Are Radiata Pine and Tassie Oak safe to use for a chopping board?

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Forum topic by TheWoodfather posted 11-08-2013 07:50 AM 2415 views 0 times favorited 4 replies Add to Favorites Watch
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113 posts in 1709 days

11-08-2013 07:50 AM

Topic tags/keywords: chopping board chopping block chopping block board pine foodsafe

I’d like to make a couple of End Grain chopping boards, they seem to be a rite of passage for any woodworker.

The only wood really available near me is that from Bunnings / Masters or a couple of smaller yards, the problem is their wood ranges from Radiata Pine to Tassie Oak and back again.

I assume the Oak is fine to use but it is pricey and quite boring to look at.

1. Is the structural Pine sold at these stores safe to use from a poison perspective?
2. Is Pine a bad choice because it is too soft or water absorbent?

Anyone made boards from these woods before that can help guide me?

-- - A daddy that loves playing with his kiddies and his tools!

4 replies so far

View UncannyValleyWoods's profile


542 posts in 1887 days

#1 posted 11-08-2013 10:40 AM

I wouldn’t for a few reasons,

1. It’s porous and absorbent.
2. There’s no telling what they sprayed on it.
3. It’s just not very pretty.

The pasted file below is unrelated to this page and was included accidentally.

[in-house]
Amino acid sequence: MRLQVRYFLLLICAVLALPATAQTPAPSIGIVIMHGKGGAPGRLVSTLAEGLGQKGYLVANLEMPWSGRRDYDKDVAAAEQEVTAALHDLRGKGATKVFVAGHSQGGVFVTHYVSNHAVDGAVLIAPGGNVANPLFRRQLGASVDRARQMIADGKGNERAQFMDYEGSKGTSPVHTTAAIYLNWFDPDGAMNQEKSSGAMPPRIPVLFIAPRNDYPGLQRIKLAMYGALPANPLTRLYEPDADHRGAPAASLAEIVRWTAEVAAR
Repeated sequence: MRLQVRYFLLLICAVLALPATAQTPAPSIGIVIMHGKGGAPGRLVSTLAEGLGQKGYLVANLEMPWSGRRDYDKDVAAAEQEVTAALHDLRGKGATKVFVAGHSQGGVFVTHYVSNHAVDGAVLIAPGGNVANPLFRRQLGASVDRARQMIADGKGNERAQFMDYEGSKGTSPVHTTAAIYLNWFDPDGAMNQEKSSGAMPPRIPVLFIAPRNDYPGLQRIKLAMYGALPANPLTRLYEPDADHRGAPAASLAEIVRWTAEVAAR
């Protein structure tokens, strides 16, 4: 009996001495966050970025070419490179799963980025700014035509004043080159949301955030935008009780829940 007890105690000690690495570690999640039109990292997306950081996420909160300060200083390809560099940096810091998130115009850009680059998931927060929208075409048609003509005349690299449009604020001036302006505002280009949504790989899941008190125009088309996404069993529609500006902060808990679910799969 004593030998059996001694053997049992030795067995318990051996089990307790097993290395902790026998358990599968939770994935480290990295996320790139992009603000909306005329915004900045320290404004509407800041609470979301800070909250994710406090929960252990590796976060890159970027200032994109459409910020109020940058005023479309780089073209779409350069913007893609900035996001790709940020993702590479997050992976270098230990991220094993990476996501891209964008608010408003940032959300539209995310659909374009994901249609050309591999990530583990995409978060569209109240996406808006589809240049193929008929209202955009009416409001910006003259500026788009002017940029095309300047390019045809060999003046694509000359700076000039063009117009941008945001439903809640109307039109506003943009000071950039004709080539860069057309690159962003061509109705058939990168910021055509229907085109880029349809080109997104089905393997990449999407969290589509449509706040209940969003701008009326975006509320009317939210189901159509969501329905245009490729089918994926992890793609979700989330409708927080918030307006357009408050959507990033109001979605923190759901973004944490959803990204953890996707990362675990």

That’s just me though. But you know, you work with what you got.

-- “If Jesus had been killed twenty years ago, Catholic school children would be wearing little electric chairs around their necks instead of crosses.” ― Lenny Bruce

View TheWoodfather's profile


113 posts in 1709 days

#2 posted 11-08-2013 11:20 PM

Thanks mate, yep, I may just have to wait to get my hands on proper timber. You’re right, probably the safest way to go.

-- - A daddy that loves playing with his kiddies and his tools!

View CharlesA's profile


3329 posts in 1821 days

#3 posted 11-09-2013 12:30 AM

Shipping to Australia might be prohibitive:

-- "Man is the only animal which devours his own, for I can apply no milder term to the general prey of the rich on the poor." ~Thomas Jefferson

View firefighterontheside's profile


18351 posts in 1880 days

#4 posted 11-09-2013 12:32 AM

Just did a search on tassie oak and found that it is eucalyptus. I then did a search on eucalyptus cutting boards and they are available for sale, so it would seem that it would be ok to make cutting boards from it.

-- Bill M. "People change, walnut doesn't" by Gene.

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